The people who are living houseless now do not have access to the services they once did. Another thing that could come from defunding the police, even just a little bit, would be more free dental and medical care for people who can’t afford things like insulin, and other life-saving medications.

We could have more books in the library that represent how diverse and intellectually stimulated our communities are, and the libraries could afford to host more free events so you can learn who your neighbors are, thus making you feel and they feel more comfortable and safe.

His and Her stories have proven that when communities are taken care of when people don’t feel like they have to beg for the basic human rights that all humans are legally required to have, societies flourish, but when you take away the basics and fill the holes with police while calling the murder of innocent Black and Brown folk justice, societies fall.

All empires fall, but I’d rather our empire fall with as many of us saying that we at least tried to save our society then sat back and watched it fall without doing anything, as possible.

We’re not asking for much in all reality, but it’s pretty mindnumbing to know that I now have to be afraid of the police thinking that I’m on drugs, instead of understanding that I’m overwhelmed and breaking down. Properly trained police officers wouldn’t have to draw their guns as much, and while I know there are many racist cops out there, I have to believe, or at least hope that there are still some good eggs in the mix. Because otherwise literally there’s no point in fighting.

I would like to see more parks in Surrey – a city mind you that calls itself the City of Parks and fewer empty lots. I’d like to see more community gardens and fewer guns. I’d like to see more people walking their children around, but our community doesn’t often feel safe to do that, and so many kids spend their time inside.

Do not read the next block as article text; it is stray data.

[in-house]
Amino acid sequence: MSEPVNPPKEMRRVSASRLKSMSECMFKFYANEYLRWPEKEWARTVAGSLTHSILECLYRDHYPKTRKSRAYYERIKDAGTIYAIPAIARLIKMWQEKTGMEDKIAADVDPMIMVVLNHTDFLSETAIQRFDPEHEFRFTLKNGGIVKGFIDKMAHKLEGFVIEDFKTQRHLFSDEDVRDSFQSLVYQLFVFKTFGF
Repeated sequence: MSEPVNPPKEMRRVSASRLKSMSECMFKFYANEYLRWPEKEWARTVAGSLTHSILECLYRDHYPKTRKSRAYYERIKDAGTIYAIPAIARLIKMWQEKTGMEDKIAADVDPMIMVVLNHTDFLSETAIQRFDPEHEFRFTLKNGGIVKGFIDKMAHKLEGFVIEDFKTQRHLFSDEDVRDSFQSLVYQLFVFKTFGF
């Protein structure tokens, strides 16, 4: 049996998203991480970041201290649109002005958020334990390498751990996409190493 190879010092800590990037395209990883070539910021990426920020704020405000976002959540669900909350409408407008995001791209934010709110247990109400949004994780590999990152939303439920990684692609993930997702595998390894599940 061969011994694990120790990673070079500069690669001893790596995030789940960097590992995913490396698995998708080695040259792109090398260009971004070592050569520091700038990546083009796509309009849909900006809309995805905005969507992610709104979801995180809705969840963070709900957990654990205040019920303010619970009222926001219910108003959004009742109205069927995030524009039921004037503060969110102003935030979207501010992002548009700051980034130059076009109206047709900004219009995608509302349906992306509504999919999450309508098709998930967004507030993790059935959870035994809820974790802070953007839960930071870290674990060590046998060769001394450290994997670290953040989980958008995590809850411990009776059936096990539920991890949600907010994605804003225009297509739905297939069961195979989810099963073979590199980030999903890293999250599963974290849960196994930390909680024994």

I live in the heart of Surrey in a place called Whalley and there is not a single water park here. We’re considered the center of Surrey and yet there are very few places for kids to go and play, that aren’t baseball fields, or school lots. Most kids here are stuck in apartment buildings or houses playing video games and when they are outside, it’s often only at school.

Kids need places to play they need to be loud and to burn off energy, but the only time I hear kids in this neighborhood is before and after school, and they rarely look like they’re having fun. Hospitals need help too.

We’re in the middle of a pandemic and doctors and nurses across Canada are now being told not to look like doctors and nurses outside so as not to anger the white supremacists taking over our country.

Dancing and singing used to be something that people loved to do, but in Surrey, there is no place to go dancing, no place to hang out and laugh with friends and grab a beer that isn’t a fancy wear-a-tie kind of place. People need these places to let loose, to relax, to enjoy spending time together without the confines of a computer between them.

When we lose our connection to our communities, we lose our connection to ourselves, and it’s okay to branch out and meet people and learn who they are without being afraid that everyone is going to hurt you but my fear is that if we don’t start bonding with our neighbors soon, we’re going to lose our chance all together.

Something to think about isn’t it?

Sending all my love,

Devon J Hall